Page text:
• The items are arranged in a broad user interface

When designing the physical layout on a washing machine, which of the following options is the closest analogy in website design?

  • Choice of background image
  • Choice of colors
  • Site structure

In navigation design a method to help ‘know where you are’ is…?

  • Modes
  • Big buttons
  • Breadcrumbs

Of the following, which one is NOT a tool available to the screen designer?

  • Grouping, ordering and aligning items
  • White space
  • A hammer icon

When using white space in screen design it is important that…?

  • Form matches function
  • White space is used sparingly
  • Related items are separated by large areas of white space

An example of decoration supporting use can be seen in the way **_** in the microwave controls demonstrated. Please choose the correct option to fill the blank.

  • Different colours are used to represent different functions
  • Green has been used as the background colour
  • The controls are superficially uninteresting

Please choose the correct option to complete the following statement: Deliberately design the affordances of the display ____.

  • So the methods of interaction are always based on real-world experiences
  • So the physical attributes correspond to what you can actually do
  • So the user can use different actions for the same function

3D effects are particularly problematic with which of the following display methods?

  • Bar graphs
  • Graphical dials/gauges
  • Pie Charts

At a company meeting the CEO wants to make it as hard as possible to read the financial figures (all in euros and cents). Therefore, he should…? (N.B. The aim is to make it bad!)

  • Left align the digits
  • Right align the digits
  • Align the digits on the decimal point stop

An emergency notice is green with bright red letters. Too late, the designer remembers that this will be hard for red-green color blind users. The designer cannot change the choice of colors, but can alter the shade. Should the designer make the darkness of the two colors…?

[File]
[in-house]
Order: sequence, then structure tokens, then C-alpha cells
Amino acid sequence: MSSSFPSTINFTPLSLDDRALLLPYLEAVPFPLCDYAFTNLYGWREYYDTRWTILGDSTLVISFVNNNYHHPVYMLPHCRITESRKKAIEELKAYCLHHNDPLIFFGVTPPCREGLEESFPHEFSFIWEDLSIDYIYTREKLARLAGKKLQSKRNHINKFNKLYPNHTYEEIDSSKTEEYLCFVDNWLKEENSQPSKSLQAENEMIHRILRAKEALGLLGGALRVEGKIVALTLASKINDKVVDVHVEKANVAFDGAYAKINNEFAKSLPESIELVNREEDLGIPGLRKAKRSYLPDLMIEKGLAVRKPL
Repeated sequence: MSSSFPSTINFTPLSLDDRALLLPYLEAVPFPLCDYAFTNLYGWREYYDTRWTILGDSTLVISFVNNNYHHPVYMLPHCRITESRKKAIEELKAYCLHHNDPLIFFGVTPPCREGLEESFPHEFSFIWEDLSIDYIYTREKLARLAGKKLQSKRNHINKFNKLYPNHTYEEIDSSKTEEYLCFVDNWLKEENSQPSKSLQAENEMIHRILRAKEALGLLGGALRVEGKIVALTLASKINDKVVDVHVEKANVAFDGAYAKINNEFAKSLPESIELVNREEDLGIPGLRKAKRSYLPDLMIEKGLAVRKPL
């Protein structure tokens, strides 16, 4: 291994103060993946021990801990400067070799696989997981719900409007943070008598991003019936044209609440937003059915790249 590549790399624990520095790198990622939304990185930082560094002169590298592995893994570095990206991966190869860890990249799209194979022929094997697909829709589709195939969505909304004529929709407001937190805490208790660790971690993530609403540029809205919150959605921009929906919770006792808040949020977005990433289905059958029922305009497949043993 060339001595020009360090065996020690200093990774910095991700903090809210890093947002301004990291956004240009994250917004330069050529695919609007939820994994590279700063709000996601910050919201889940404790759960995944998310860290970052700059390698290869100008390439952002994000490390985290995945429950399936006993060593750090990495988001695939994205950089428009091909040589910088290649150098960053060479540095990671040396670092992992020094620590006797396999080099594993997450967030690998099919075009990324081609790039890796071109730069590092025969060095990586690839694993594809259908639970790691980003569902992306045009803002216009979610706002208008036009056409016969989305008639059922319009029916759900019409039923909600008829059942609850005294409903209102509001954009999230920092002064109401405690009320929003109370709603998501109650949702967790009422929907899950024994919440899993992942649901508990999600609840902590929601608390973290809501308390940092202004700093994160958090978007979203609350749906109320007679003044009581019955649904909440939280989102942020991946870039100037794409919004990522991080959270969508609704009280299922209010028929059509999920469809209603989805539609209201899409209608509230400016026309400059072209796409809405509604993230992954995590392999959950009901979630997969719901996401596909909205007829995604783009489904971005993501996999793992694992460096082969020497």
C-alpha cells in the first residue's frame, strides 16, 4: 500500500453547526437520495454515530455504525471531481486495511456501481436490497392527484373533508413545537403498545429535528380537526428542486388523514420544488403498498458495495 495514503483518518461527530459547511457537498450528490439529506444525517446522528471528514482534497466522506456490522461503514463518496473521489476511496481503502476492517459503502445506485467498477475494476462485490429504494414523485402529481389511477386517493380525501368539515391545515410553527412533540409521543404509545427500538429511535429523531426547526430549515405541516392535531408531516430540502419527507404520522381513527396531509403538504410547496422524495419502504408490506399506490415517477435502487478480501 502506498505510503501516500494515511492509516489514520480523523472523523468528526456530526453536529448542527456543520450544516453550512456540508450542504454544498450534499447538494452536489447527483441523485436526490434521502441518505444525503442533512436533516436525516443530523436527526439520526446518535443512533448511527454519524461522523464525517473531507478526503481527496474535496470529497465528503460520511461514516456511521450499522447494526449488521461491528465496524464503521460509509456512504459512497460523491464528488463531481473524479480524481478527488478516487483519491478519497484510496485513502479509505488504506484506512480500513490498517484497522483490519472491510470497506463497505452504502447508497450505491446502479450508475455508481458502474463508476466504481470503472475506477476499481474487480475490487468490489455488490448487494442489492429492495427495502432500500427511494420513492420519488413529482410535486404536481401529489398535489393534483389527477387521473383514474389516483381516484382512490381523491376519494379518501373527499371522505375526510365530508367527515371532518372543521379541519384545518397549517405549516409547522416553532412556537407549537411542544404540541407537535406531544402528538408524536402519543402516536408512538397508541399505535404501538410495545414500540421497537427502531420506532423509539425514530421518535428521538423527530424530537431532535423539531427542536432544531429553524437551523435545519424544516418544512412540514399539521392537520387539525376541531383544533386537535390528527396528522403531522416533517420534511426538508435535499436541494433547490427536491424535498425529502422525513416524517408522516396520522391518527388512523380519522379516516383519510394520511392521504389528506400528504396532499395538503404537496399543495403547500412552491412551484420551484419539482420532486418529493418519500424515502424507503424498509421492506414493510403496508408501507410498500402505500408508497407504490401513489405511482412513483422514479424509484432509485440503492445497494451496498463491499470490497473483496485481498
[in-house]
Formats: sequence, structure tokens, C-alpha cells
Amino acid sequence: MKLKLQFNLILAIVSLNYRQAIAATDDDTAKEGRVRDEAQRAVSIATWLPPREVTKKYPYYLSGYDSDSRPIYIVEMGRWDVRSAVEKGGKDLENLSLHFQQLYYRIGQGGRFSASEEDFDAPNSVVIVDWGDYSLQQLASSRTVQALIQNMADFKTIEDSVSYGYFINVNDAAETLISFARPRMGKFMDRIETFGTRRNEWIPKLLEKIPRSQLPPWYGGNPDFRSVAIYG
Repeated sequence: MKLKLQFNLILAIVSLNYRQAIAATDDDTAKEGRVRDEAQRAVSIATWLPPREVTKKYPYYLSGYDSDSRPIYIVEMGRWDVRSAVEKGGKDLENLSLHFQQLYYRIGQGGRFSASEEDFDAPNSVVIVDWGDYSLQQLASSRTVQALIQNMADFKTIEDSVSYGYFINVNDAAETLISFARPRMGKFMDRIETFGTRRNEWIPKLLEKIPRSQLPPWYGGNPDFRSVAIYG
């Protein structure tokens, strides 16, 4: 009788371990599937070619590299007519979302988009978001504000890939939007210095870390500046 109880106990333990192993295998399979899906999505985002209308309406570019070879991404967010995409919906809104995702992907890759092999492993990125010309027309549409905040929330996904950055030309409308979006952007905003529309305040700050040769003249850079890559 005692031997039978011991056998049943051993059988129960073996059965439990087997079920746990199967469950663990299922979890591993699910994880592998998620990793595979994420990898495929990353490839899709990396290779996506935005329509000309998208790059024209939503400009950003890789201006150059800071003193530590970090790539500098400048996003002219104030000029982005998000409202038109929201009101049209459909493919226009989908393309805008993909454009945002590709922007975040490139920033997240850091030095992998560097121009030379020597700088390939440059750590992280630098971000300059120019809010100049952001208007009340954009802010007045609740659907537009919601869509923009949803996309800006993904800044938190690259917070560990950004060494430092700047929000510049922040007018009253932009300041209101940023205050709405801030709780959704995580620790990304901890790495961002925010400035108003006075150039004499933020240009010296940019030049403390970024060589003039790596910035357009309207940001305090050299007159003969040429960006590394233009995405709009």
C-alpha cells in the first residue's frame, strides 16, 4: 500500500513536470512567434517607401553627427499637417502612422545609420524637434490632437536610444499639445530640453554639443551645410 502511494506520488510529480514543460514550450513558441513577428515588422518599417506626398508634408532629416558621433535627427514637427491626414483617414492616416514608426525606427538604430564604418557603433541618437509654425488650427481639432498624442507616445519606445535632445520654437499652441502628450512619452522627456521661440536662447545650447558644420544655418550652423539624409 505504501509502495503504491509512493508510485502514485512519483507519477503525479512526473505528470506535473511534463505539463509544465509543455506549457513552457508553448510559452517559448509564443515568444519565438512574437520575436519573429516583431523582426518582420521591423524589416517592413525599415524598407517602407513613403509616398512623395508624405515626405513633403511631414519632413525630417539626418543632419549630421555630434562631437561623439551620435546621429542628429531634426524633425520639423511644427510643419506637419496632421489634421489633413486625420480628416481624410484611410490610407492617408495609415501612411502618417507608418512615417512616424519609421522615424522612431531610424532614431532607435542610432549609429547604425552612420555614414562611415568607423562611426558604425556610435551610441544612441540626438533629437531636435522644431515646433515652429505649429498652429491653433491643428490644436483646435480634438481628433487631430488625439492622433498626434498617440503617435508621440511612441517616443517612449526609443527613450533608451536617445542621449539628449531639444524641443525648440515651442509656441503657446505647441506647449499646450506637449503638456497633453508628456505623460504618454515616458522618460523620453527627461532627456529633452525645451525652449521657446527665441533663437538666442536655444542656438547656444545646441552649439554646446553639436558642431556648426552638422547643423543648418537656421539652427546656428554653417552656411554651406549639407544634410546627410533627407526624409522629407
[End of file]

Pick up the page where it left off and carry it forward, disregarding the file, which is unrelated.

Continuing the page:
• As similar as possible to avoid eye strain
  • As different as possible to increase contrast
  • It doesn’t matter; either way will do

Getting better and starting well in the context of iterative prototyping means:

  • You can start with a not that good design and improve it via iterations
  • You should start with the best possible design and a deep knowledge of your users to iterate well
  • You should understand clearly your users and the technology you’re using so that you can jump to a high-fidelity prototype from the start

Lesson 3: Cognition and Perception

Human cognition is often thought of in terms of…?

  • Computational analogies
  • Perception analogies
  • Analogous analogies


  • Is the area at the edge of vision that is sensitive in poor light conditions
  • Is a culturally learnt sense of what is socially correct or proper
  • Is the sense of knowing where your body is

While focused on the YouTube video, the student reaches out for the coffee cup. Successfully picking up the cup depends on…?

  • Peripheral vision and proprioception
  • Binaural cues
  • Foveal vision and stereo cues

The blind spot is caused by…?

  • Bright sunlight temporarily blinding the spot opposite on the back of the eye
  • A bundle of nerves connecting to the retina
  • The ligaments holding the eye in its socket

Peripheral vision is less clear because…?

  • You have less cones at the edges of your retina
  • You have more cones at the edges of your retina
  • The iris interferes with light entering the eye

You are very sensitive to movement at the edge of your vision at night because…?

  • You are more nervous in the dark
  • There are more cones at the edge of your visual cortex
  • The cells at the edge are relatively more active in low light conditions

The auditory sense is dominant when we:

  • Do wayfinding
  • Communicate
  • Eat food

Sound is often used in user interfaces to…?

  • Attract the user’s attention
  • Provide important feedback following an action or event
  • Both of the above

Further to the exercise outlined in the video, which of the following is NOT an optical illusion? (A quick Google will give you the answer)

  • The Muller-Lyer Illusion
  • Moon Illusion
  • Upside Down Slide Illusion

The image at the back of your eye is upside down because…?

  • This means the most important parts avoid the blind spot
  • We develop head down in the womb
  • Lenses turn everything upside down

You are in London and hear a police car siren. You can hear it is coming from the left-hand side. This is because…?

  • Traffic in the UK drives on the left-hand side of the road
  • You have two ears and binaural hearing
  • The left-hand side of the brain is best for processing speech

Lesson 4: Memory

Memory is the process by which…?

  • Information is encoded and stored
  • Information is retrieved
  • Both of the above

Short-term memory is also referred to as…?

  • Long-term memory
  • Cognitive memory
  • Working memory

Without …………. information is lost from short-term memory. Please fill the blank with the correct option.

  • Distinctiveness
  • Rehearsal
  • Elaboration

Long-term memory is heavily influenced by…?

  • Context